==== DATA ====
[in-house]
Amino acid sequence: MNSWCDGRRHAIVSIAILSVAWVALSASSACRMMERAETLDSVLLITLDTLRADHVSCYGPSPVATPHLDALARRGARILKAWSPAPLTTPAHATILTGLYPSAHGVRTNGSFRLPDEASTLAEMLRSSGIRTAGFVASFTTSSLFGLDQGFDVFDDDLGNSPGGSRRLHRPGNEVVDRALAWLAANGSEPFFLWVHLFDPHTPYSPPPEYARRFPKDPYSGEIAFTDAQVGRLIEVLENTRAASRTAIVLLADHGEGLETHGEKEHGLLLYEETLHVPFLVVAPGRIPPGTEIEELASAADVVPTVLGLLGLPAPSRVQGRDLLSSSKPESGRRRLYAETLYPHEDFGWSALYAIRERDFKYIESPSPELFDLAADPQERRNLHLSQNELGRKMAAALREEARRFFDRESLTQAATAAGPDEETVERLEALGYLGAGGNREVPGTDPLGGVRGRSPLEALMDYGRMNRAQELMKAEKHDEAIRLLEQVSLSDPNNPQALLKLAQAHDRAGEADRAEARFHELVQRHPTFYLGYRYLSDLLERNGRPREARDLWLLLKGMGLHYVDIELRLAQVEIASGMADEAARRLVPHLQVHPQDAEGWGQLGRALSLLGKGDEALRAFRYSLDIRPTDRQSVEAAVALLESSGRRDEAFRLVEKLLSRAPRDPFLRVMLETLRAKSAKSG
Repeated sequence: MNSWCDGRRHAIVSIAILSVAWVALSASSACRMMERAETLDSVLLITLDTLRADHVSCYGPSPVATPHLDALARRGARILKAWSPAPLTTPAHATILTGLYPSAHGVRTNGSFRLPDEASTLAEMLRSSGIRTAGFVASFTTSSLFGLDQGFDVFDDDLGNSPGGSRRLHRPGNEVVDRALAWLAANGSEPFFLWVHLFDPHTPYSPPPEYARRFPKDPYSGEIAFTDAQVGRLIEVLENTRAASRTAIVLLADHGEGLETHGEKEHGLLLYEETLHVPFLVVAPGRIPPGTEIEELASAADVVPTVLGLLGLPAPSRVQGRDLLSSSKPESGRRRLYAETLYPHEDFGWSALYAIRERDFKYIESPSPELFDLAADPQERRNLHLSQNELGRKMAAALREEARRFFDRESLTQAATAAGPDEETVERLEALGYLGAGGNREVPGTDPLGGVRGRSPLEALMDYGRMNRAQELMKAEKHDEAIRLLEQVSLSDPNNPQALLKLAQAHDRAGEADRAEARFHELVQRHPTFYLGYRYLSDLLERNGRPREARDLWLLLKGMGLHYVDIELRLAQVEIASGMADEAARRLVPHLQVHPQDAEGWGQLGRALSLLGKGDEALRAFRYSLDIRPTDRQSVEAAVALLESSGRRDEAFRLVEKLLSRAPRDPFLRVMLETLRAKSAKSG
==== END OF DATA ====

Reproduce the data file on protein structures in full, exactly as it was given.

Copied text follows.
[in-house]
Amino acid sequence: MNSWCDGRRHAIVSIAILSVAWVALSASSACRMMERAETLDSVLLITLDTLRADHVSCYGPSPVATPHLDALARRGARILKAWSPAPLTTPAHATILTGLYPSAHGVRTNGSFRLPDEASTLAEMLRSSGIRTAGFVASFTTSSLFGLDQGFDVFDDDLGNSPGGSRRLHRPGNEVVDRALAWLAANGSEPFFLWVHLFDPHTPYSPPPEYARRFPKDPYSGEIAFTDAQVGRLIEVLENTRAASRTAIVLLADHGEGLETHGEKEHGLLLYEETLHVPFLVVAPGRIPPGTEIEELASAADVVPTVLGLLGLPAPSRVQGRDLLSSSKPESGRRRLYAETLYPHEDFGWSALYAIRERDFKYIESPSPELFDLAADPQERRNLHLSQNELGRKMAAALREEARRFFDRESLTQAATAAGPDEETVERLEALGYLGAGGNREVPGTDPLGGVRGRSPLEALMDYGRMNRAQELMKAEKHDEAIRLLEQVSLSDPNNPQALLKLAQAHDRAGEADRAEARFHELVQRHPTFYLGYRYLSDLLERNGRPREARDLWLLLKGMGLHYVDIELRLAQVEIASGMADEAARRLVPHLQVHPQDAEGWGQLGRALSLLGKGDEALRAFRYSLDIRPTDRQSVEAAVALLESSGRRDEAFRLVEKLLSRAPRDPFLRVMLETLRAKSAKSG
Repeated sequence: MNSWCDGRRHAIVSIAILSVAWVALSASSACRMMERAETLDSVLLITLDTLRADHVSCYGPSPVATPHLDALARRGARILKAWSPAPLTTPAHATILTGLYPSAHGVRTNGSFRLPDEASTLAEMLRSSGIRTAGFVASFTTSSLFGLDQGFDVFDDDLGNSPGGSRRLHRPGNEVVDRALAWLAANGSEPFFLWVHLFDPHTPYSPPPEYARRFPKDPYSGEIAFTDAQVGRLIEVLENTRAASRTAIVLLADHGEGLETHGEKEHGLLLYEETLHVPFLVVAPGRIPPGTEIEELASAADVVPTVLGLLGLPAPSRVQGRDLLSSSKPESGRRRLYAETLYPHEDFGWSALYAIRERDFKYIESPSPELFDLAADPQERRNLHLSQNELGRKMAAALREEARRFFDRESLTQAATAAGPDEETVERLEALGYLGAGGNREVPGTDPLGGVRGRSPLEALMDYGRMNRAQELMKAEKHDEAIRLLEQVSLSDPNNPQALLKLAQAHDRAGEADRAEARFHELVQRHPTFYLGYRYLSDLLERNGRPREARDLWLLLKGMGLHYVDIELRLAQVEIASGMADEAARRLVPHLQVHPQDAEGWGQLGRALSLLGKGDEALRAFRYSLDIRPTDRQSVEAAVALLESSGRRDEAFRLVEKLLSRAPRDPFLRVMLETLRAKSAKSG